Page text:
A pharmacy store was looking at their sales data for their retail products and saw an unusual spike in sales of rubbing alcohol during the summer months. Intrigued, they talked to a few of their customers to understand what was going on.
The customers told them because it was hot, using rubbing alcohol had a nice cooling effect. It was also inexpensive. These customers didn’t have access to fans, air conditioning, or water. If you’ve used rubbing alcohol, after a bit of pain in the wound you are trying to clean, you will notice how you can feel the skin around your wound feel nice and cool. Customers were using the rubbing alcohol all over their body, not to clean wounds, but to get the cooling effects of the rubbing alcohol drying.
The pharmacy chain, understanding this, launched their own line of rubbing alcohol and added aloe vera to help moisturize the skin. They took advantage of this niche customer need and were able to create additional revenue from this insight.
What can we learn from this story?
- Creativity doesn’t have to be from an individual in a black box in your organization – you can look at how your customers are using your products or services in different ways and offer new products or services to address their needs
- No amount of planning could have told the pharmacy that their customers would use rubbing alcohol this way. And sometimes, you launch your product or service expecting one thing, but getting another.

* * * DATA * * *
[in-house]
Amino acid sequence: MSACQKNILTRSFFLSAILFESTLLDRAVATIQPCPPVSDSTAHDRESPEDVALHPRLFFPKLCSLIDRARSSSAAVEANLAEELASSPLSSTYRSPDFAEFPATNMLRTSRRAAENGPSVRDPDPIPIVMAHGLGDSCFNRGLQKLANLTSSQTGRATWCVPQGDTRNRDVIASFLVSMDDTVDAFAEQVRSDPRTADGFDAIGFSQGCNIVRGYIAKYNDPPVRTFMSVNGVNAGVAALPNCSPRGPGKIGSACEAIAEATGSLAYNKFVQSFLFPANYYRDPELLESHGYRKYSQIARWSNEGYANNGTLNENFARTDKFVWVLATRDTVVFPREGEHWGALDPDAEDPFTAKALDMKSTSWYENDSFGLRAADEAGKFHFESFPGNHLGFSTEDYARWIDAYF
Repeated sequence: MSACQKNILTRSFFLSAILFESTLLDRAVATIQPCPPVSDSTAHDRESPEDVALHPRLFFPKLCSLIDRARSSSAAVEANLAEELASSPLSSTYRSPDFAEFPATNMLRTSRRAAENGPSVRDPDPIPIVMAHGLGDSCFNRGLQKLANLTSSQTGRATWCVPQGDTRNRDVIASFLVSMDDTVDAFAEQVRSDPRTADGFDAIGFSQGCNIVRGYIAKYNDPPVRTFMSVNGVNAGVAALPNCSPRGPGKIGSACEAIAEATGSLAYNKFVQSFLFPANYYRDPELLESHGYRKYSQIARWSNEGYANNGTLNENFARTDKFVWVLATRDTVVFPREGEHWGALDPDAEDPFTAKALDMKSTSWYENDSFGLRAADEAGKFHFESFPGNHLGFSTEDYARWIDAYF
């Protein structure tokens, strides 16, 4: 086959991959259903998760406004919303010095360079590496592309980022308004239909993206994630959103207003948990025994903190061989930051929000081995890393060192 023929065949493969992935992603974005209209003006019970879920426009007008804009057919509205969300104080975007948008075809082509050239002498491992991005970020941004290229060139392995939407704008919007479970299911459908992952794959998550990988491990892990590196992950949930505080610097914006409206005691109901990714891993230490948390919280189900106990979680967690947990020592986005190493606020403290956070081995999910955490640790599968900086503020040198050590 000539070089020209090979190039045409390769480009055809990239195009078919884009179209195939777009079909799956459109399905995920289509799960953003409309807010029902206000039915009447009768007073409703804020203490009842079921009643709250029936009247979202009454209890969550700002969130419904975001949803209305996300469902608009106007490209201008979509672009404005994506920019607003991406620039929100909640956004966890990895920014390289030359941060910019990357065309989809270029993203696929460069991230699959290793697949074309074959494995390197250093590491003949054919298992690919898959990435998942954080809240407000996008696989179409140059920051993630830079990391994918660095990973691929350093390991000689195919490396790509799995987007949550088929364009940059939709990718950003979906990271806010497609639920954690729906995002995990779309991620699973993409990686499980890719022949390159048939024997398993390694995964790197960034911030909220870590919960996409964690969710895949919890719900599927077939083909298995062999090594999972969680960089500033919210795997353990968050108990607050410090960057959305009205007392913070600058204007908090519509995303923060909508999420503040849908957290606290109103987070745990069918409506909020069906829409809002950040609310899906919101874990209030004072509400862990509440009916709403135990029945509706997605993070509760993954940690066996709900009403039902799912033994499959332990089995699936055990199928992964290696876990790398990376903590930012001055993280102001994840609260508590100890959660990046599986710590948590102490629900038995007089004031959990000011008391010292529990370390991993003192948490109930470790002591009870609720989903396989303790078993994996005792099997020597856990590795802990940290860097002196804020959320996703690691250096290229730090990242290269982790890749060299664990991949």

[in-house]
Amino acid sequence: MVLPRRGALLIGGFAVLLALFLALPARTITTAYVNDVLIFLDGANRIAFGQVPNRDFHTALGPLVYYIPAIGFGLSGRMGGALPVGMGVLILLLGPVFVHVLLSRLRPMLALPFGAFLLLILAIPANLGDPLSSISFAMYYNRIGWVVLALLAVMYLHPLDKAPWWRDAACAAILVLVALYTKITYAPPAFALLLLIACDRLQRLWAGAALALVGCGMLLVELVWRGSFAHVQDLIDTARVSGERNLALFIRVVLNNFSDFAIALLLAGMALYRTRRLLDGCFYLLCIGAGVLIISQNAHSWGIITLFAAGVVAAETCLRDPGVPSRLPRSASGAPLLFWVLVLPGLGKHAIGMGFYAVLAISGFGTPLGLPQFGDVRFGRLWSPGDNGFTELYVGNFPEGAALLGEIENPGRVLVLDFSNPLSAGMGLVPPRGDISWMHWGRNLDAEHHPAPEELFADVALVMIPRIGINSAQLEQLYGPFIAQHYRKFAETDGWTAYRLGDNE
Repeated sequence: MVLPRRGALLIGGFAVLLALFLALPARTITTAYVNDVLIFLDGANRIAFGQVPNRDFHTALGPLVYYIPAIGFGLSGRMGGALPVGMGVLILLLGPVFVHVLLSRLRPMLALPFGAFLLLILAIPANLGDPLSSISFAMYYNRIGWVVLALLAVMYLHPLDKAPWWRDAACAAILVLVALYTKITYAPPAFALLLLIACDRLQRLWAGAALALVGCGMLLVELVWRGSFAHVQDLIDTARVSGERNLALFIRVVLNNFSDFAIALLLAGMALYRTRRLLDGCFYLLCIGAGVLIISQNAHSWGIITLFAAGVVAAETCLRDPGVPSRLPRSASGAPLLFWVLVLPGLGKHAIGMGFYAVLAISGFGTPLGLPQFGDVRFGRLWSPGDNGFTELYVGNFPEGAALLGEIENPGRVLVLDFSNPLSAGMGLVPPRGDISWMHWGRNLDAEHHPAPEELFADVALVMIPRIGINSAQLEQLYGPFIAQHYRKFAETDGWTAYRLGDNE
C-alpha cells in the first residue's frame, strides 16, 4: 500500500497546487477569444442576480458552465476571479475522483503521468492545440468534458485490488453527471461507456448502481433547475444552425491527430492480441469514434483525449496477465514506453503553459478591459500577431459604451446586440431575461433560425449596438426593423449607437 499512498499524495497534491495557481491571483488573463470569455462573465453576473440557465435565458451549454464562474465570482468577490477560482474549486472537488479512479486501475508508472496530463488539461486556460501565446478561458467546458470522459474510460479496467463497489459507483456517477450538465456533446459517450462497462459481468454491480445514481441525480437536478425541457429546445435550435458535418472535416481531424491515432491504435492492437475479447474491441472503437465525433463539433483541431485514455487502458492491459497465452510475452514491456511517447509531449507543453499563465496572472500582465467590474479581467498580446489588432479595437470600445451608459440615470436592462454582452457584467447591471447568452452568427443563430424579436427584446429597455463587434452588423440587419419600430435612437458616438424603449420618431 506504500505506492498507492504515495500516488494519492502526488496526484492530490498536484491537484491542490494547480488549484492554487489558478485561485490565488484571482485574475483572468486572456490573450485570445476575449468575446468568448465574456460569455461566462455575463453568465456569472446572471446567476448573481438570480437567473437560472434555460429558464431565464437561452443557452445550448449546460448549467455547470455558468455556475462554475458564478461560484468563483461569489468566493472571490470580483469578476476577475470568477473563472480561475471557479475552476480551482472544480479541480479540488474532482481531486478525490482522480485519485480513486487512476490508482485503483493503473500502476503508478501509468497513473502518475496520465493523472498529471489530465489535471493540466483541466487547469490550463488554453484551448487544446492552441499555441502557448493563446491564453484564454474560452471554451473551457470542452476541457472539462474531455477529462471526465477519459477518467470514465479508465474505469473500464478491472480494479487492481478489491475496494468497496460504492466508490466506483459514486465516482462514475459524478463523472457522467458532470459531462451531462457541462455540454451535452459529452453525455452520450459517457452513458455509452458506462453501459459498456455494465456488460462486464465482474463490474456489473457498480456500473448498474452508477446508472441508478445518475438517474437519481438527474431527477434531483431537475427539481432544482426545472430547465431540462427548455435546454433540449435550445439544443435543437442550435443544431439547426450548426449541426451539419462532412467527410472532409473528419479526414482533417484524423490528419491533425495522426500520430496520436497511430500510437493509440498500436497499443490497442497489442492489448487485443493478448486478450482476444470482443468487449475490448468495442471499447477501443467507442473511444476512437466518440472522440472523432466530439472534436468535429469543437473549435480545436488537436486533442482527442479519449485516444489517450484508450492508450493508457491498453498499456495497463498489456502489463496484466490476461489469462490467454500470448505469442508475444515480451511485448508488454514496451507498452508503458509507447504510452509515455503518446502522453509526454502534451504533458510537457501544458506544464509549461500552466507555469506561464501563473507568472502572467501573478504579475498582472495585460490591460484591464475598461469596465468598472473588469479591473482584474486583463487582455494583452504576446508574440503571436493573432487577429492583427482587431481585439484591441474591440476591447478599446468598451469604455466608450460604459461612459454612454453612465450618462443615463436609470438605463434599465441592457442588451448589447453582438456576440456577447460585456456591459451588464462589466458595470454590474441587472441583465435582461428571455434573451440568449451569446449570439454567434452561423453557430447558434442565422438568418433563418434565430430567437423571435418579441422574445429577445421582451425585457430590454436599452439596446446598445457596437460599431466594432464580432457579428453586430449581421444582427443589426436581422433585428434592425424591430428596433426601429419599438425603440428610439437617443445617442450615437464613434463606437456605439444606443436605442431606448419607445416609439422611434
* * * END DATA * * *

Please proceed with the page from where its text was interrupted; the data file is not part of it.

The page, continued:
- As Adam Robinson says, “One of the key things to investing is to be aware when you hear a voice in your head that says it doesn’t make sense. That’s where the gold mine is — things that don’t make sense”. It doesn’t just apply to investing. It made little sense rubbing alcohol was being sold in higher volumes in the summer months. When you think of rubbing alcohol, you think of topical treatments of scratches, wounds, scrapes and other small injuries – but just the weather couldn’t account for the higher volume of sales.
How can you use this in your life?
- If you’re a writer, run towards complexity. As Austin Kleon says, the ordinary + extra attention = the extraordinary. Things that you take for granted or that would have otherwise been a black box can be opened, with enough attention, research and observation. For me recently, one idea that didn’t make sense was the notion that feedback is always good and helpful. In fact, there are better ways of asking for feedback.
- If you’re an investor, note this story from Sam Zell, a billionaire investor. He was looking at the newspaper one day and he saw they were opening a Gucci store in Mongolia. He asked why they would do that, so he flew to Mongolia and saw several Gucci locations open next to mines. This hinted at China’s construction boom. Sam realized this was a hint towards China’s future economy.
- If you’re a leader of an organization looking for new product or service lines, look at your data for unexpected blips. Are there particular months where the data makes little sense (because it is unexpectedly high or low)? Do your customers complain about things that you would not have anticipated? Is there a black market for your product or service you can take advantage of (Ikea has a whole sub-culture of Ikea furniture hackers – those that take Ikea furniture and turn it into other products)?
Look for things that don’t make sense. They are gold mines for ideas. Because while most people would pause, shake their heads, and then move on with their lives, things that don’t make sense represent opportunities to fine-tune your mental model. The world always makes sense – it’s your model that doesn’t.